A Time Management Trick Guaranteed To Reduce Your Stress
Stress is something that impacts each one of us. One of the major sources of stress is not having enough time to get everything done. We can all relate to that one!!
So … here’s a simple yet powerful time management trick guaranteed to reduce your stress levels:
The Physical Dimension
In a recent radio series, I had the opportunity to talk about the things that we can do at a spiritual and emotional level to reduce our stress. To be honest, that’s where stress management begins. If you don’t have things right on the inside – if you haven’t discovered the power of the peace of God on the inside – no amount of stress reduction tips, training and techniques are going to make one iota of difference.
But neither does stress management end with our spiritual and emotional state. God didn’t just make us to be spiritual and emotional beings. He made us as physical beings too – that’s what makes us human.
And the physical reality is that a whole bunch of us have way, way …. way too much to do. When it comes to that reality, I am what the psychologists would call “an ideal type” – straight out of central casting. I have enough work to keep me going twenty-four hours a day, 365 days a year and then some. Yet, I generally don’t work in the evenings (I’m an early starter) or on weekends. I make sure I have three or four weeks a year of holidays.
But back to the here and now. Here is what my diary looks like, for next week:
The detail’s not important. It’s the volume and consistency of work that makes a visual impact.
And as things turn out, I will be working next week – as I am on a speaking tour in a regional area of the southern Australian state of Victoria.
How did my diary get that full? Am I poor at prioritising?
Here’s the Problem
I have a “To-Do” list a mile long – it spans 4 typewritten pages. There are simply too many things on it to be able to do them all each week. I’m guessing that if you’re a busy, efficient person, you too have a To-Do list a mile long. One that you’re constantly juggling and updating.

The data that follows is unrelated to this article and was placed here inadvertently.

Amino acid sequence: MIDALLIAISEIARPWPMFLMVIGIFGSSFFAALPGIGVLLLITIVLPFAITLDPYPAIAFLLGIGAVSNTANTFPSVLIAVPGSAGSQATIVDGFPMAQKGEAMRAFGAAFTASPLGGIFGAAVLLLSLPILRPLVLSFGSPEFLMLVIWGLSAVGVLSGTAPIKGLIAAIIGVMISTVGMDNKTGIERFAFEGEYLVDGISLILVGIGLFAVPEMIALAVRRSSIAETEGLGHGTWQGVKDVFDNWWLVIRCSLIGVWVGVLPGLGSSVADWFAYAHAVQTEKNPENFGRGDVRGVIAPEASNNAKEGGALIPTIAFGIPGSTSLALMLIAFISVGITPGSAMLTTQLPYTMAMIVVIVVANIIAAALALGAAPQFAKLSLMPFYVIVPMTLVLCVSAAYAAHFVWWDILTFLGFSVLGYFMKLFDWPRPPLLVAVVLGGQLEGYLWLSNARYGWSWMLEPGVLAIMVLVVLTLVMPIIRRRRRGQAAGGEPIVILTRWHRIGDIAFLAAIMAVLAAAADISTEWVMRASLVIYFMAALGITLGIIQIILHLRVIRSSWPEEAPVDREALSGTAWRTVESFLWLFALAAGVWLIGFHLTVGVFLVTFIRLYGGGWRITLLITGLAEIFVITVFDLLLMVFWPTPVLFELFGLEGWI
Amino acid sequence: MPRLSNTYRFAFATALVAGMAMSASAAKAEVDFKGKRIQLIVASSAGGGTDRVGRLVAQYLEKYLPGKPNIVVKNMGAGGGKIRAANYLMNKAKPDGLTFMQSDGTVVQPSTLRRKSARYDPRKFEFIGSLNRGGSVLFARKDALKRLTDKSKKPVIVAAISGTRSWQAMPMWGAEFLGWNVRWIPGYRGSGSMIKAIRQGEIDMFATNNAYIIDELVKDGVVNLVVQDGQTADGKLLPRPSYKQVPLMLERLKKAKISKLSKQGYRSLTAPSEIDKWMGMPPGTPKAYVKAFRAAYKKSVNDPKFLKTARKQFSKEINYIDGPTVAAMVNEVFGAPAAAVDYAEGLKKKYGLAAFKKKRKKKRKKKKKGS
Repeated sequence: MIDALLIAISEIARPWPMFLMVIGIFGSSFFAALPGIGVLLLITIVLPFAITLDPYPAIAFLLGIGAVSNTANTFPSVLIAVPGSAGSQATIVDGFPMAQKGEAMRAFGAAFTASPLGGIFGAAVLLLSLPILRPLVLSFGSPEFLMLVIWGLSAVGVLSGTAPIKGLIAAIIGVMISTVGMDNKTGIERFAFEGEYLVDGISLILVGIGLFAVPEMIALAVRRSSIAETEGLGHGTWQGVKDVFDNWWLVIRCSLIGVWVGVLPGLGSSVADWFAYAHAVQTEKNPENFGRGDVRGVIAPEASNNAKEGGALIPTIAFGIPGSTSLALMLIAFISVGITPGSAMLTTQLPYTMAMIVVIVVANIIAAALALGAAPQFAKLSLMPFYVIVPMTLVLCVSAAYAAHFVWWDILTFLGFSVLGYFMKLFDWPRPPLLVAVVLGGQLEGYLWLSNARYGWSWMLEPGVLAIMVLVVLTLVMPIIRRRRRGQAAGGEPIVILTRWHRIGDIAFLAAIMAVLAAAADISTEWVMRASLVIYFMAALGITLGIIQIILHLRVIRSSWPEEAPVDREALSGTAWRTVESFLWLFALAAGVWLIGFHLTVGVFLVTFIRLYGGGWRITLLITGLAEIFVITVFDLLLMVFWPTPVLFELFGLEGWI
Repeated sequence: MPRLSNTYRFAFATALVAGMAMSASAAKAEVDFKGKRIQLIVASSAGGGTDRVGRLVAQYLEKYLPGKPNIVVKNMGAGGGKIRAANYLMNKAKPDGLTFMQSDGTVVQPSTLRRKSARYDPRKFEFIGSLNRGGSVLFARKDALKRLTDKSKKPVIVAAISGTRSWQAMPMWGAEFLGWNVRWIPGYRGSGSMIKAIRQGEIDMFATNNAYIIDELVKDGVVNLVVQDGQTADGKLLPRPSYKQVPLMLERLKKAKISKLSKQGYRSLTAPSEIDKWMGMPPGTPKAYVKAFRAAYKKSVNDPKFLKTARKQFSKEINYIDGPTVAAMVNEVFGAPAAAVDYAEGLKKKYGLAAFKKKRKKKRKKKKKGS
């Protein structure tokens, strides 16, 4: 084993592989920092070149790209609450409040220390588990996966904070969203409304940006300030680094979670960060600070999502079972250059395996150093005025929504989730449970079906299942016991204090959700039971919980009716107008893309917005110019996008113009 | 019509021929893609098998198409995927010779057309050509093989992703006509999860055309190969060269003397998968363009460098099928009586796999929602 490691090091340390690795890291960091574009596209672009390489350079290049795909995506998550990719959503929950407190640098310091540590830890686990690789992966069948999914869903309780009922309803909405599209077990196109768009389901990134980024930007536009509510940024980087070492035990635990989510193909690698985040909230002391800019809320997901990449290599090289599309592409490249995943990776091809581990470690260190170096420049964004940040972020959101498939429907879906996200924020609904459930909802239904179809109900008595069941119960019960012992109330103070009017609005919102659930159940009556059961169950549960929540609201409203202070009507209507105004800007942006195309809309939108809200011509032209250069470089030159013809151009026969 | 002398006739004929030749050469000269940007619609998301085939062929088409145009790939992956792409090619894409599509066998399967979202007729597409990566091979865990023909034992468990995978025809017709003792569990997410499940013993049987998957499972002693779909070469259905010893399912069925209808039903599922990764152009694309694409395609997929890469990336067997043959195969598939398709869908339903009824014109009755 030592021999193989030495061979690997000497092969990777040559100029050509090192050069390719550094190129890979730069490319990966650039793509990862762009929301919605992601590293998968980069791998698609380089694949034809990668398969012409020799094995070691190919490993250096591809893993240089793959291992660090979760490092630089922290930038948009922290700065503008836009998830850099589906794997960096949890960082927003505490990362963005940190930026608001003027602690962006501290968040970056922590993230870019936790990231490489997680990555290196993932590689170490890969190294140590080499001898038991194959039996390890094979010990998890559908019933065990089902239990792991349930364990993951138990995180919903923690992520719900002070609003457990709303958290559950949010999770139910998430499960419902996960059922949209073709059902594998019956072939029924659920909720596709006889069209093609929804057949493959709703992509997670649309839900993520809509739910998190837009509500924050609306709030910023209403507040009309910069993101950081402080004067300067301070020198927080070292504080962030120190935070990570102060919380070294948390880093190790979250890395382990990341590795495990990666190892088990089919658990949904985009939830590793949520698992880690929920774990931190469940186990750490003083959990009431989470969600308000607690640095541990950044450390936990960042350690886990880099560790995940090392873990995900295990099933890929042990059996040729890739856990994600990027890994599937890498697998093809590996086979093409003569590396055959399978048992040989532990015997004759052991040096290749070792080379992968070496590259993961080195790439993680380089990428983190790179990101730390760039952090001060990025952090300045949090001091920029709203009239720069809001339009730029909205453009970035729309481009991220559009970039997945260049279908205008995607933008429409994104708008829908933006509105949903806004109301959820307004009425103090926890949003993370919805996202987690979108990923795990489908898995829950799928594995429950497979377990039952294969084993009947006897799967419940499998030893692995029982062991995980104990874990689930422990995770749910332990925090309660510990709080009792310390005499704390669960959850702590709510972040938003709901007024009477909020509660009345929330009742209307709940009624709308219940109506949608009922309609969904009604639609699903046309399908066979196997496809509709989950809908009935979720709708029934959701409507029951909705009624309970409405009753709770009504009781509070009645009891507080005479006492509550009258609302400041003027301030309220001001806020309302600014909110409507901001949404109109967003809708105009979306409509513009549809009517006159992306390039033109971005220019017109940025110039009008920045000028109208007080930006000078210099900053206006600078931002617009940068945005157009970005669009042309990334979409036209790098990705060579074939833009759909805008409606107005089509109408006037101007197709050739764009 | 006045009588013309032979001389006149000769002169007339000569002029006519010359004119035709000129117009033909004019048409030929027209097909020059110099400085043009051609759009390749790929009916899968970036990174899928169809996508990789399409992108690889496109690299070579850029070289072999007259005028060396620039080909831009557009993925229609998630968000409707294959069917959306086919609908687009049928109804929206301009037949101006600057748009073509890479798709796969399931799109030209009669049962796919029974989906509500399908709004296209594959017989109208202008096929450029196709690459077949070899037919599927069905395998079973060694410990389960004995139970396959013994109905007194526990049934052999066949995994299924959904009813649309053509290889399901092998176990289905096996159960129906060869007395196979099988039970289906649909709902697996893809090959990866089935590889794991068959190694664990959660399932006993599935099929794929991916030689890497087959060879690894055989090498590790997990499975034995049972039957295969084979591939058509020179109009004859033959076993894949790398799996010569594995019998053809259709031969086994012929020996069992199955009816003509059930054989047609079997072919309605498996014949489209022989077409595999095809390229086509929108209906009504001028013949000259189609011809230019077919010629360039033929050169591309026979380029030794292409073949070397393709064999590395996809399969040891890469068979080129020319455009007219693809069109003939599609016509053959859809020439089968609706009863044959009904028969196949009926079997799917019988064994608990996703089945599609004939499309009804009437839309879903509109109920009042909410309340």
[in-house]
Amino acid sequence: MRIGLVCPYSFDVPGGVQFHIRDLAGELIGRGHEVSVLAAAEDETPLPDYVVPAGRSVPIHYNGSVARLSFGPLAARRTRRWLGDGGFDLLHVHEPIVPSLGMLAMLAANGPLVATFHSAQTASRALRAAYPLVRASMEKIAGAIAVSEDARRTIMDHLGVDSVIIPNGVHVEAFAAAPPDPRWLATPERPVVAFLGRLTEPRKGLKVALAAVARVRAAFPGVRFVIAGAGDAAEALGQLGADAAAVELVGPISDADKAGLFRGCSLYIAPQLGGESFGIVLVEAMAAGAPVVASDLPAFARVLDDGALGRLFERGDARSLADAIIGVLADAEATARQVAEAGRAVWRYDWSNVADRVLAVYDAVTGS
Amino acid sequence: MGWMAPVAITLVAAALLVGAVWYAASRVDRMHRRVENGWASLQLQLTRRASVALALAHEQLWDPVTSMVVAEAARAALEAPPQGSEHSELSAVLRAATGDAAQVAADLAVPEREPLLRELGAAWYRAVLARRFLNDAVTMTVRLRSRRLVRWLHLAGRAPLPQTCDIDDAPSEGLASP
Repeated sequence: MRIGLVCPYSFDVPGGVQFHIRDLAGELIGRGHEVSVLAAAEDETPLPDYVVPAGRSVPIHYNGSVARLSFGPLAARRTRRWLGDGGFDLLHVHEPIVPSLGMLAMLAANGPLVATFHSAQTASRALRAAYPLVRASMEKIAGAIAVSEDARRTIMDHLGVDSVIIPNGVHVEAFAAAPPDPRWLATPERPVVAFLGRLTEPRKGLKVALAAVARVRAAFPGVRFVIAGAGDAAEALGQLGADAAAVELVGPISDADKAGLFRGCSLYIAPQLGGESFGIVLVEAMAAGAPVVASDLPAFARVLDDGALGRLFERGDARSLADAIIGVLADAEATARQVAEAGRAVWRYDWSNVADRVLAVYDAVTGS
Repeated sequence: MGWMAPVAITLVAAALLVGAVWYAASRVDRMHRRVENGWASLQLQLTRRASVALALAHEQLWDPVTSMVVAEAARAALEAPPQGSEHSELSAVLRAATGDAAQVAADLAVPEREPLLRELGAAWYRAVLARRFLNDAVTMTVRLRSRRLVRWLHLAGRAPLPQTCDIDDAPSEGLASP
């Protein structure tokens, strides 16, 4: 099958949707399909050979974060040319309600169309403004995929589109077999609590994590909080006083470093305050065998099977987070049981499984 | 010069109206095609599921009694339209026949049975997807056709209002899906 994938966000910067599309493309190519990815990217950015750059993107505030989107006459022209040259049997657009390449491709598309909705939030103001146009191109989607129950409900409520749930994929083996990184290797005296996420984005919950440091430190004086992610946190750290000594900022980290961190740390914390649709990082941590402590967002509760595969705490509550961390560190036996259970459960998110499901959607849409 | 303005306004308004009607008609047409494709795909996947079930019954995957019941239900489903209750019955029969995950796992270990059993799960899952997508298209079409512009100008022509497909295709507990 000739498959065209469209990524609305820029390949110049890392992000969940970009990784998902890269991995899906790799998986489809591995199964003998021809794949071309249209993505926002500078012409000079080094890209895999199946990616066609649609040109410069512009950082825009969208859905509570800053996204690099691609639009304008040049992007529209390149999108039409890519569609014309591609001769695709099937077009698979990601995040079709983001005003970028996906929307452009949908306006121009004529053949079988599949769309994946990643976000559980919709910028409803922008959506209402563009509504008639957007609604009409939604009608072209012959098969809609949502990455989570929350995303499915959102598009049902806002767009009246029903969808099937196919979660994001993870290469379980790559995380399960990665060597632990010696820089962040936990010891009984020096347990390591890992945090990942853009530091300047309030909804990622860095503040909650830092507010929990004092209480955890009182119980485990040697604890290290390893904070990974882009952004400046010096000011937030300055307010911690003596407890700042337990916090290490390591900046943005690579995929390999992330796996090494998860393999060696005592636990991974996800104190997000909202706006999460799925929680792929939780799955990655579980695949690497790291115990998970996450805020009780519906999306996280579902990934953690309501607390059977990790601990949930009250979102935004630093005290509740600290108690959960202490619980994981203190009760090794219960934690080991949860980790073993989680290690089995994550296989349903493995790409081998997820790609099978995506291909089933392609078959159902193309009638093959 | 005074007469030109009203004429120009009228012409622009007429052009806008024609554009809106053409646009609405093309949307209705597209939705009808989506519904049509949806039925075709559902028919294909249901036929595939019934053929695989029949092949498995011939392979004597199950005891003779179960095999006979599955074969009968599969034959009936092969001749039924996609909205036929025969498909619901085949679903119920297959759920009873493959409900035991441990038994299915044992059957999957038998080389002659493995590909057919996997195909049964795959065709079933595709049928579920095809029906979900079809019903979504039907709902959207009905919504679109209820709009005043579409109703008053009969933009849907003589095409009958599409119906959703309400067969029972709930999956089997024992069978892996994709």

The stress, comes from not being able to get everything done. You look at your To-Do list and it’s overwhelming.
At the same time, you have meetings to go to, people to see – and before you know it your diary is so chock-a-block full, there simply isn’t enough time to get done, the things that you know are really important.
The key to the problem is this:
We each have a To-Do list and we each have a diary. And 99% of people have a complete disconnect between their To-Do list and their diary. When you think about it, what is it that determines how you spend your time? It’s your diary. If you’re booked up with meetings – that’s where you’re going to spend your time.
The reason people don’t get done the things that are important to them on their To-Do list is that their dance card is their diary, and their To-Do list plays second fiddle!
So – here’s the answer. Here’s the stress reducing tip!
The answer is to put the important things on your To-Do list in your diary!
This is something that I’m doing all the time. In fact, go back up to the picture of next week’s diary, and most of those large blocks of time (other than the weekend speaking tour) are things that I put in there before you had the chance to call me and ask me for a meeting. (By the way, the person who arranged that speaking tour called me several months ago!)
So, if you rang me today to ask for a meeting , I’d be flicking through my diary, telling you the next two weeks are full, and making a time with you in 3 weeks time.
So now, my dance card is being filled by the things that I think are important, rather than the things that everyone else thinks are important. (Although as you’ll see in the diary, I have left a few blank spots for things that pop up at short notice – but then that was a proactive decision on my part.)
In other words, all of a sudden, by doing what I’m suggesting, you’re back in control of your time and how you spend it!
The process of looking through my To-Do list and blocking out time to do the things that I need to get done is a process of prioritisation. It causes you to think about what’s important and how you are going to spend your time.
So – at the risk of belabouring the blindingly, glimpsingly obvious – I’m now taking the steps that I need to take, to do the important things that I have to do.
Of Course It’s Always a Juggling Act
We don’t live in a perfect world. Interruptions come. Priorities change. Sometimes people need you to ditch the diary and spend time with them right then and there. I get that.
But, if I get to the end of the week having achieved over 75% of what I set out to achieve, that’s a whole bunch better than dancing to other people’s tunes all the time, and getting maybe 10% of my important things done.
Am I right?
And here’s what else happens. The sense of satisfaction that it gives you, to have achieved a large chunk of your important things, is a huge stress reliever. Having achieved most of what you knew was important to you (leaving things that weren’t so important on your list until another time) you’re no longer stressed.
This process of regularly and dynamically linking my To-Do list and my diary is one of the most important things I ever learned, in getting things done, and reducing my stress.